Volume 23, Number 3 | The Newspaper of Lower Manhattan | May 28 - June 3, 2010
P.S. 89 packs the house
It was a packed house at P.S. 89 on Saturday afternoon as students took the stage for the school’s ninth annual talent show. Over 125 kids, ranging from kindergarten to 5th grade, danced, sang, played and joked their way to enthusiastic rounds of applause from the audience.
The younger students performed first, and Taylor Swift and Miley Cyrus were among some of the favored artist choices. First grader Georgia Cropper wasn’t nervous when it came to showing off her dance skills to “Butterfly Fly Away” as her classmates and their families looked on. She said it helped to have friends Alli Kiehl and Noelia Flores on stage with her.
The second half of the show, featuring the upperclassmen, began with a rendition of Seasons of Love performed by the P.S. 89 Choristers. Rob Ridgell of the Trinity Youth Chorus directed the group, assisted by Welsey Chinn and Ray Bailey.
Dave Packer of CBS Radio emceed the event.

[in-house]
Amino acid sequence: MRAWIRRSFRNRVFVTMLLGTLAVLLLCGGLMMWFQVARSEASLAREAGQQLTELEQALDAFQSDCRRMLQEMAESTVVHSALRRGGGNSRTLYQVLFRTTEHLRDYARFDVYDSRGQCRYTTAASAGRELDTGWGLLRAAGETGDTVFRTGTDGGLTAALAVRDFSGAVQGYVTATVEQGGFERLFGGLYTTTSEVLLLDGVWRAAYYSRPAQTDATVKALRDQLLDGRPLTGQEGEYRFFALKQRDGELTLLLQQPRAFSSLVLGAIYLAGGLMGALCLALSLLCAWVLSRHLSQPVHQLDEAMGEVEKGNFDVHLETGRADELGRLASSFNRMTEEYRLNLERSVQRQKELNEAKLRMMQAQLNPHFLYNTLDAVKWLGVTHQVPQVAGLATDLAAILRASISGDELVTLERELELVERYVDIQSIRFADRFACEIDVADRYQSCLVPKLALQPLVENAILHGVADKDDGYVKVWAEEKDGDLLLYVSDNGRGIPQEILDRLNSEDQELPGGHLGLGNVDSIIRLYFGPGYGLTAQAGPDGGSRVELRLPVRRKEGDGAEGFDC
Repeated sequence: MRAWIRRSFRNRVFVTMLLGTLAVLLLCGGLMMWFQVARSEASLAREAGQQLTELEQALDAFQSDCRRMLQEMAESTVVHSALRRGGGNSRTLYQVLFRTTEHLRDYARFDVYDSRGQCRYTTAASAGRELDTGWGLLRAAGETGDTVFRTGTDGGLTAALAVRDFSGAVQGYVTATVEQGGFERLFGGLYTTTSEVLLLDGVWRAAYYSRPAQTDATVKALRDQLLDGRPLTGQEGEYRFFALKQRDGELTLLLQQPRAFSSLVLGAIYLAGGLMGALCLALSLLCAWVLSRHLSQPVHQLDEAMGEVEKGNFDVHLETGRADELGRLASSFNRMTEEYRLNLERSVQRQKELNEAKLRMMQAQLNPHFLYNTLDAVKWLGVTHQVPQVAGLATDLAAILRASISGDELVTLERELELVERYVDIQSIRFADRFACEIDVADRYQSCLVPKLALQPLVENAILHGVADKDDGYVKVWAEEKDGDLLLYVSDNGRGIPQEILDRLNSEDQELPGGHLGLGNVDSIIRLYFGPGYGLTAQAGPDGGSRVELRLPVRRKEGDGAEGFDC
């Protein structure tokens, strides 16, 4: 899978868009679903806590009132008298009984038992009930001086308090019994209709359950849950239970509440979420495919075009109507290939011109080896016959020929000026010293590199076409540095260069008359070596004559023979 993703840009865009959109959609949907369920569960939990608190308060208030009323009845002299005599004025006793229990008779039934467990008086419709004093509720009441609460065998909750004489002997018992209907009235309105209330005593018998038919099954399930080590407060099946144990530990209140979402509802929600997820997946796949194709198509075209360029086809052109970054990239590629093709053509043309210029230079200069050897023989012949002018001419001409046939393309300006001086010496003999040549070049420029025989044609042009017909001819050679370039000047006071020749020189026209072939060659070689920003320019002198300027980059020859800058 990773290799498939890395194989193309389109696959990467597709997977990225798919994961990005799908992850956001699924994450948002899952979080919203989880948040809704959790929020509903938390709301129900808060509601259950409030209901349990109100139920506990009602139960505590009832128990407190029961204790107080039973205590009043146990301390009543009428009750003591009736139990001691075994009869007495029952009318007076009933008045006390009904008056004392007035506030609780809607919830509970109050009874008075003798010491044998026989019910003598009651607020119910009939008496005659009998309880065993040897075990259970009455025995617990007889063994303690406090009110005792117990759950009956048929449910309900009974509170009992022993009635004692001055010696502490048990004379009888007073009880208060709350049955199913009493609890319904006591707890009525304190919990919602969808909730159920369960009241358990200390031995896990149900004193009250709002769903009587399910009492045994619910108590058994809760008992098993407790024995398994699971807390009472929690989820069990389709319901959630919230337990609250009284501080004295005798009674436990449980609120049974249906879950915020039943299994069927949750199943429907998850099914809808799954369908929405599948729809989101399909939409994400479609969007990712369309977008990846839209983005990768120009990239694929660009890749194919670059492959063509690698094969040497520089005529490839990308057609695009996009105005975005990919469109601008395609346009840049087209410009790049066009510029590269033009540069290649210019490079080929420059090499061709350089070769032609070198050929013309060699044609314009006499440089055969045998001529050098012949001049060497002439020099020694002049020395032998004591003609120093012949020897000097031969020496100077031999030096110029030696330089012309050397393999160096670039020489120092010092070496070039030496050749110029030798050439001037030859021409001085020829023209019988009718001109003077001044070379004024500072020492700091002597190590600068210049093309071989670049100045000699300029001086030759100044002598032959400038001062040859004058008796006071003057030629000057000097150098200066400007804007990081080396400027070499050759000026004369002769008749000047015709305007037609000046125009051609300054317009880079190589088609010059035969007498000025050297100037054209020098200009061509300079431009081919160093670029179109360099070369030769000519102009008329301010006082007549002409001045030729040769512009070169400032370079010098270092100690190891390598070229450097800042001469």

“Three years ago, I hosted it for the first time,” he explained, when his daughter Jude was a kindergartener at P.S. 89. “They needed a host for the show and I’ve been doing it ever since.”
Jude, now 8, has performed in the show for the past three years playing piano. “I was a little nervous,” she admitted, but having her dad looking on from backstage was encouraging.
Parent Wade Watson, head of the talent show committee, believes that the annual show has had a huge impact on the students in years past.
“Living in the shadows of Broadway, it’s great to have this theater. It’s a fantastic theater here at P.S. 89…I think the kids really look forward to this event,” Watson said.
He credits the talent show and the school’s music program with nurturing the students’ artistic endeavors. Three talent show veterans, including Watson’s daughter Christina, will be attending the Professional Performing Arts School next fall.
Over the years, the show has grown into a bigger production with professional sound, lighting and video crews. Ukera S. Correia is a freelance audio technician that has been involved with the school’s talent show for the past four years.
“[The kids] are great,” he said. “Seeing the young kids sing and dance, and the older kids playing the violin…they are good. They’ll probably be at Lincoln Center one day.”
— Kristin Schiller